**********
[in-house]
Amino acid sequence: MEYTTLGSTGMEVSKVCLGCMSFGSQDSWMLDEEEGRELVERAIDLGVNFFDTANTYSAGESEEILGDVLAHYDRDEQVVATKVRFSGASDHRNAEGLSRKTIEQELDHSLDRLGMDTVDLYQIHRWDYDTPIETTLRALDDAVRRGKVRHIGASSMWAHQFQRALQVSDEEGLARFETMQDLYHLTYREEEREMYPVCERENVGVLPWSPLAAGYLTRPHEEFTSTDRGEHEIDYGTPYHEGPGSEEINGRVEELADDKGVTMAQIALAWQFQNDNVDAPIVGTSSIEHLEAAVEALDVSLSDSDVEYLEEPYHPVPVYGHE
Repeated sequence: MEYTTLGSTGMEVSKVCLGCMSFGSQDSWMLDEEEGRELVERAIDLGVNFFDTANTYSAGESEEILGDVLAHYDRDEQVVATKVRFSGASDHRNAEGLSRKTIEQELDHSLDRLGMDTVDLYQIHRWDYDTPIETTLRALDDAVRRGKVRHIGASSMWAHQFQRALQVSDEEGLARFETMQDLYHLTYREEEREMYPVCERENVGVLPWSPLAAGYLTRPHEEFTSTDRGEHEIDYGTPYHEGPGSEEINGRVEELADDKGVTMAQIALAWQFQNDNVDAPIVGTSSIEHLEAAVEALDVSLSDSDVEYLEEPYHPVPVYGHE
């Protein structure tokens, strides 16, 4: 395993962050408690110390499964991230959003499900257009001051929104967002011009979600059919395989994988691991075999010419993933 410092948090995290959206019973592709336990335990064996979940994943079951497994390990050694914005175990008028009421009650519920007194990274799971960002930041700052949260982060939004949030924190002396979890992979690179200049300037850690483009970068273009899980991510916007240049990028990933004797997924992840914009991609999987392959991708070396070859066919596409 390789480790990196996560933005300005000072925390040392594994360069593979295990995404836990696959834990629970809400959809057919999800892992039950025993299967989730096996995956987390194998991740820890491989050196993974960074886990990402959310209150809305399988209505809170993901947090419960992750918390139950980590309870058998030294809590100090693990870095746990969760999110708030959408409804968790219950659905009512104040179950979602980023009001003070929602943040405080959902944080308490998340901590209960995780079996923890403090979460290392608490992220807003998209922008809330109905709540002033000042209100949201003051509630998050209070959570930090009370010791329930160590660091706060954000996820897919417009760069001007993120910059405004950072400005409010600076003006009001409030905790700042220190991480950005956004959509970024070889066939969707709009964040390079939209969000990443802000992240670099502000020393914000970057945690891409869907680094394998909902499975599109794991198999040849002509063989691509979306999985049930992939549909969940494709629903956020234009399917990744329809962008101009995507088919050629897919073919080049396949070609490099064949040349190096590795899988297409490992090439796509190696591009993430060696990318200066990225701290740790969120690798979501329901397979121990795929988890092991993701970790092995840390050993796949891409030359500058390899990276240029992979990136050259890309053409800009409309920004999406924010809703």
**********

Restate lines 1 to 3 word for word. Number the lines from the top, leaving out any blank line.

[in-house]
Amino acid sequence: MEYTTLGSTGMEVSKVCLGCMSFGSQDSWMLDEEEGRELVERAIDLGVNFFDTANTYSAGESEEILGDVLAHYDRDEQVVATKVRFSGASDHRNAEGLSRKTIEQELDHSLDRLGMDTVDLYQIHRWDYDTPIETTLRALDDAVRRGKVRHIGASSMWAHQFQRALQVSDEEGLARFETMQDLYHLTYREEEREMYPVCERENVGVLPWSPLAAGYLTRPHEEFTSTDRGEHEIDYGTPYHEGPGSEEINGRVEELADDKGVTMAQIALAWQFQNDNVDAPIVGTSSIEHLEAAVEALDVSLSDSDVEYLEEPYHPVPVYGHE
Repeated sequence: MEYTTLGSTGMEVSKVCLGCMSFGSQDSWMLDEEEGRELVERAIDLGVNFFDTANTYSAGESEEILGDVLAHYDRDEQVVATKVRFSGASDHRNAEGLSRKTIEQELDHSLDRLGMDTVDLYQIHRWDYDTPIETTLRALDDAVRRGKVRHIGASSMWAHQFQRALQVSDEEGLARFETMQDLYHLTYREEEREMYPVCERENVGVLPWSPLAAGYLTRPHEEFTSTDRGEHEIDYGTPYHEGPGSEEINGRVEELADDKGVTMAQIALAWQFQNDNVDAPIVGTSSIEHLEAAVEALDVSLSDSDVEYLEEPYHPVPVYGHE